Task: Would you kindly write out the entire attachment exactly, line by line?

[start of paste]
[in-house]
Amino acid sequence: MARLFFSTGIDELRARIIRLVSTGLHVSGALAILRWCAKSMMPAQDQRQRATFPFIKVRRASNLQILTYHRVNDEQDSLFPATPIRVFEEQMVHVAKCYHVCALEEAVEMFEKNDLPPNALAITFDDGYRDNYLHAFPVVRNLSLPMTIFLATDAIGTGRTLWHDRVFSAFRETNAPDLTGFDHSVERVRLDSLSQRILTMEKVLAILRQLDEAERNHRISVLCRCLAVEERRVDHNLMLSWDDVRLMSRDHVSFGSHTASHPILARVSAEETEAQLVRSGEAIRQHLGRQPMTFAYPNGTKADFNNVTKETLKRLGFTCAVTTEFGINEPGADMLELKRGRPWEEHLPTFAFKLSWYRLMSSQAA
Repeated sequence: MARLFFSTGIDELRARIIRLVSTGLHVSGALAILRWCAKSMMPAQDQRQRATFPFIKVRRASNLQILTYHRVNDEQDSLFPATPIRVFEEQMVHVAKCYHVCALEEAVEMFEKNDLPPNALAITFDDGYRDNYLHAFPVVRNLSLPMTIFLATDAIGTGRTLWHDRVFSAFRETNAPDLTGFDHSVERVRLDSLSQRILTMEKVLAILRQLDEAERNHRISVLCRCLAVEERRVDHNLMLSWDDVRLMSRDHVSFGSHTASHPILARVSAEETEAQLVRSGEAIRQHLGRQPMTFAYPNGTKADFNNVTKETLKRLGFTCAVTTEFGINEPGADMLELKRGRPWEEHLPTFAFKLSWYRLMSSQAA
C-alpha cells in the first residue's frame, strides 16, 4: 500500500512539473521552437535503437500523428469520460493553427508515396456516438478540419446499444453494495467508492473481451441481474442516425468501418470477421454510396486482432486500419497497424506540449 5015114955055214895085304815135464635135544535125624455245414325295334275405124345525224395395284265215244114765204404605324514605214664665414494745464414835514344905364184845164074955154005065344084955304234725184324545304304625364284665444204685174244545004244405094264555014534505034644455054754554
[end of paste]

[in-house]
Amino acid sequence: MARLFFSTGIDELRARIIRLVSTGLHVSGALAILRWCAKSMMPAQDQRQRATFPFIKVRRASNLQILTYHRVNDEQDSLFPATPIRVFEEQMVHVAKCYHVCALEEAVEMFEKNDLPPNALAITFDDGYRDNYLHAFPVVRNLSLPMTIFLATDAIGTGRTLWHDRVFSAFRETNAPDLTGFDHSVERVRLDSLSQRILTMEKVLAILRQLDEAERNHRISVLCRCLAVEERRVDHNLMLSWDDVRLMSRDHVSFGSHTASHPILARVSAEETEAQLVRSGEAIRQHLGRQPMTFAYPNGTKADFNNVTKETLKRLGFTCAVTTEFGINEPGADMLELKRGRPWEEHLPTFAFKLSWYRLMSSQAA
Repeated sequence: MARLFFSTGIDELRARIIRLVSTGLHVSGALAILRWCAKSMMPAQDQRQRATFPFIKVRRASNLQILTYHRVNDEQDSLFPATPIRVFEEQMVHVAKCYHVCALEEAVEMFEKNDLPPNALAITFDDGYRDNYLHAFPVVRNLSLPMTIFLATDAIGTGRTLWHDRVFSAFRETNAPDLTGFDHSVERVRLDSLSQRILTMEKVLAILRQLDEAERNHRISVLCRCLAVEERRVDHNLMLSWDDVRLMSRDHVSFGSHTASHPILARVSAEETEAQLVRSGEAIRQHLGRQPMTFAYPNGTKADFNNVTKETLKRLGFTCAVTTEFGINEPGADMLELKRGRPWEEHLPTFAFKLSWYRLMSSQAA
C-alpha cells in the first residue's frame, strides 16, 4: 500500500512539473521552437535503437500523428469520460493553427508515396456516438478540419446499444453494495467508492473481451441481474442516425468501418470477421454510396486482432486500419497497424506540449 5015114955055214895085304815135464635135544535125624455245414325295334275405124345525224395395284265215244114765204404605324514605214664665414494745464414835514344905364184845164074955154005065344084955304234725184324545304304625364284665444204685174244545004244405094264555014534505034644455054754554